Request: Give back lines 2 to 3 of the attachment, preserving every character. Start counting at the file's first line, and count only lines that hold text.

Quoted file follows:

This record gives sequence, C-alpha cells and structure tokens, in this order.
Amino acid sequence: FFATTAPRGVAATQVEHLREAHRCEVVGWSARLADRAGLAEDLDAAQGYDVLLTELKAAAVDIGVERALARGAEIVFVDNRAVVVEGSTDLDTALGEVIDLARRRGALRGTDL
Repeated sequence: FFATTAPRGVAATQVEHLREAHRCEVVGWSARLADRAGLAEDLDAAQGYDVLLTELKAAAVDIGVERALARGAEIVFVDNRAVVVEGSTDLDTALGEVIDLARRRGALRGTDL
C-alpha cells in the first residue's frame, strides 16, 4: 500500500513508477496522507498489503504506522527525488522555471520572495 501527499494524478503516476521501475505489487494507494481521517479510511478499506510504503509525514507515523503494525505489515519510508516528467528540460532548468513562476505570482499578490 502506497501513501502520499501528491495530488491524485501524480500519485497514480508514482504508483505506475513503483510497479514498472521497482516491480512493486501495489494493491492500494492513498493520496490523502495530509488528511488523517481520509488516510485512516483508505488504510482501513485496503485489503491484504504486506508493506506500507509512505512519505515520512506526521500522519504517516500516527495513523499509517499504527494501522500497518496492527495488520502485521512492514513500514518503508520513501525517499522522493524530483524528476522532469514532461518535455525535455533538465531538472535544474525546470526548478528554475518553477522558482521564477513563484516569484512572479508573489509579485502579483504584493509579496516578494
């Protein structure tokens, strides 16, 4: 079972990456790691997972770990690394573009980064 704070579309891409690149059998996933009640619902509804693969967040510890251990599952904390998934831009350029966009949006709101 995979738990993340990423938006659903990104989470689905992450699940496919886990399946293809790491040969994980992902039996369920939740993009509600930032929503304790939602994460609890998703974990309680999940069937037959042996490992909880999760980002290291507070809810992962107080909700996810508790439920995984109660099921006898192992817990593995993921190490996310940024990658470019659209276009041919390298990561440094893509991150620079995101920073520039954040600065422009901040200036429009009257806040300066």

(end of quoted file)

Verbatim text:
Amino acid sequence: FFATTAPRGVAATQVEHLREAHRCEVVGWSARLADRAGLAEDLDAAQGYDVLLTELKAAAVDIGVERALARGAEIVFVDNRAVVVEGSTDLDTALGEVIDLARRRGALRGTDL
Repeated sequence: FFATTAPRGVAATQVEHLREAHRCEVVGWSARLADRAGLAEDLDAAQGYDVLLTELKAAAVDIGVERALARGAEIVFVDNRAVVVEGSTDLDTALGEVIDLARRRGALRGTDL